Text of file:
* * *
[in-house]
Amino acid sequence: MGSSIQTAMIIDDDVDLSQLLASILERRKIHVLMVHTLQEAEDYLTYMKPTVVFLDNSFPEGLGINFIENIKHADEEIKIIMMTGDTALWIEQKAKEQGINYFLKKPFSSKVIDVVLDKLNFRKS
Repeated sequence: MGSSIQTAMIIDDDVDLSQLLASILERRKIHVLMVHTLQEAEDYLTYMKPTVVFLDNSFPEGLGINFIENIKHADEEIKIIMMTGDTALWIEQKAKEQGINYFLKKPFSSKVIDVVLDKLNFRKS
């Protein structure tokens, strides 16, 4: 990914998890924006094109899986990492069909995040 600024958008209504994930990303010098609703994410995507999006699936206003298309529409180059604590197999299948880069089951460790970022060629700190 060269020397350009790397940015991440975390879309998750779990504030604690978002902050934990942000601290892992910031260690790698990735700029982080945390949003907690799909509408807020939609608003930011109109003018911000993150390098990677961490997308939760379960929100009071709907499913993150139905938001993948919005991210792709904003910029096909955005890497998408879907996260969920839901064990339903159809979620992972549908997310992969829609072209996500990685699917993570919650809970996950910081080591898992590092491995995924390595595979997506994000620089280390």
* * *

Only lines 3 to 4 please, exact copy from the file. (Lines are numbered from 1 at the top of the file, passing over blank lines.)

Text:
Repeated sequence: MGSSIQTAMIIDDDVDLSQLLASILERRKIHVLMVHTLQEAEDYLTYMKPTVVFLDNSFPEGLGINFIENIKHADEEIKIIMMTGDTALWIEQKAKEQGINYFLKKPFSSKVIDVVLDKLNFRKS
């Protein structure tokens, strides 16, 4: 990914998890924006094109899986990492069909995040 600024958008209504994930990303010098609703994410995507999006699936206003298309529409180059604590197999299948880069089951460790970022060629700190 060269020397350009790397940015991440975390879309998750779990504030604690978002902050934990942000601290892992910031260690790698990735700029982080945390949003907690799909509408807020939609608003930011109109003018911000993150390098990677961490997308939760379960929100009071709907499913993150139905938001993948919005991210792709904003910029096909955005890497998408879907996260969920839901064990339903159809979620992972549908997310992969829609072209996500990685699917993570919650809970996950910081080591898992590092491995995924390595595979997506994000620089280390």